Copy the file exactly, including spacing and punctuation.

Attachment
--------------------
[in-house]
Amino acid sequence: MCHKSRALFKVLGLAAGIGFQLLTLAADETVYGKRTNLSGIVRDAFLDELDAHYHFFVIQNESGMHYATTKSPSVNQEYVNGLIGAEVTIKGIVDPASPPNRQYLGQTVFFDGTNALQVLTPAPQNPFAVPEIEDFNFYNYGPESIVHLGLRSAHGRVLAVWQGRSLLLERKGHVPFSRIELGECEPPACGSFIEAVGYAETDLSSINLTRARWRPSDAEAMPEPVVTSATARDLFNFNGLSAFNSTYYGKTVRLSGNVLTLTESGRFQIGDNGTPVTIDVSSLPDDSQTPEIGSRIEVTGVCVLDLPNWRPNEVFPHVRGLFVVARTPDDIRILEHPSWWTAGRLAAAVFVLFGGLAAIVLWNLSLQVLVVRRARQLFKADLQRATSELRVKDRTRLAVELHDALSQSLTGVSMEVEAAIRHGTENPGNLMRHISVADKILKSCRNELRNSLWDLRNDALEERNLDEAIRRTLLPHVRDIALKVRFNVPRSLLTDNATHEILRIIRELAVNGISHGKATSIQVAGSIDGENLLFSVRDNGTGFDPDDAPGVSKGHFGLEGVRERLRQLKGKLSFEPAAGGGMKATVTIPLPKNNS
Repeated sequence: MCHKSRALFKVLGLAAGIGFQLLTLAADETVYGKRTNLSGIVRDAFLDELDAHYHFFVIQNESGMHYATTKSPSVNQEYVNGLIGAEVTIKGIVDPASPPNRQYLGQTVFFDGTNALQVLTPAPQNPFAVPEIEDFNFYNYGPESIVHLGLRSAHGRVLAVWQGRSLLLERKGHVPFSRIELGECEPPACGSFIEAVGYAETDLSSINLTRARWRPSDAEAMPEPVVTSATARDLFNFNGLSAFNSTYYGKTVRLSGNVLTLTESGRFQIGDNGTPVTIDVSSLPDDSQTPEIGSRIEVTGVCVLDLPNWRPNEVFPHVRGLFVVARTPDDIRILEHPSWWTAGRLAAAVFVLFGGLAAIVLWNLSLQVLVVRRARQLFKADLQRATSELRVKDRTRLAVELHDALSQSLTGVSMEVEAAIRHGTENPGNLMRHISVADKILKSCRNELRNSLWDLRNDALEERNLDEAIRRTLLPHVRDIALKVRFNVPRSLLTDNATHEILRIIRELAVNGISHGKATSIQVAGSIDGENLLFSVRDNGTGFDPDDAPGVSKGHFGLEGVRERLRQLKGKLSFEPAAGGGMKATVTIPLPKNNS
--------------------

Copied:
[in-house]
Amino acid sequence: MCHKSRALFKVLGLAAGIGFQLLTLAADETVYGKRTNLSGIVRDAFLDELDAHYHFFVIQNESGMHYATTKSPSVNQEYVNGLIGAEVTIKGIVDPASPPNRQYLGQTVFFDGTNALQVLTPAPQNPFAVPEIEDFNFYNYGPESIVHLGLRSAHGRVLAVWQGRSLLLERKGHVPFSRIELGECEPPACGSFIEAVGYAETDLSSINLTRARWRPSDAEAMPEPVVTSATARDLFNFNGLSAFNSTYYGKTVRLSGNVLTLTESGRFQIGDNGTPVTIDVSSLPDDSQTPEIGSRIEVTGVCVLDLPNWRPNEVFPHVRGLFVVARTPDDIRILEHPSWWTAGRLAAAVFVLFGGLAAIVLWNLSLQVLVVRRARQLFKADLQRATSELRVKDRTRLAVELHDALSQSLTGVSMEVEAAIRHGTENPGNLMRHISVADKILKSCRNELRNSLWDLRNDALEERNLDEAIRRTLLPHVRDIALKVRFNVPRSLLTDNATHEILRIIRELAVNGISHGKATSIQVAGSIDGENLLFSVRDNGTGFDPDDAPGVSKGHFGLEGVRERLRQLKGKLSFEPAAGGGMKATVTIPLPKNNS
Repeated sequence: MCHKSRALFKVLGLAAGIGFQLLTLAADETVYGKRTNLSGIVRDAFLDELDAHYHFFVIQNESGMHYATTKSPSVNQEYVNGLIGAEVTIKGIVDPASPPNRQYLGQTVFFDGTNALQVLTPAPQNPFAVPEIEDFNFYNYGPESIVHLGLRSAHGRVLAVWQGRSLLLERKGHVPFSRIELGECEPPACGSFIEAVGYAETDLSSINLTRARWRPSDAEAMPEPVVTSATARDLFNFNGLSAFNSTYYGKTVRLSGNVLTLTESGRFQIGDNGTPVTIDVSSLPDDSQTPEIGSRIEVTGVCVLDLPNWRPNEVFPHVRGLFVVARTPDDIRILEHPSWWTAGRLAAAVFVLFGGLAAIVLWNLSLQVLVVRRARQLFKADLQRATSELRVKDRTRLAVELHDALSQSLTGVSMEVEAAIRHGTENPGNLMRHISVADKILKSCRNELRNSLWDLRNDALEERNLDEAIRRTLLPHVRDIALKVRFNVPRSLLTDNATHEILRIIRELAVNGISHGKATSIQVAGSIDGENLLFSVRDNGTGFDPDDAPGVSKGHFGLEGVRERLRQLKGKLSFEPAAGGGMKATVTIPLPKNNS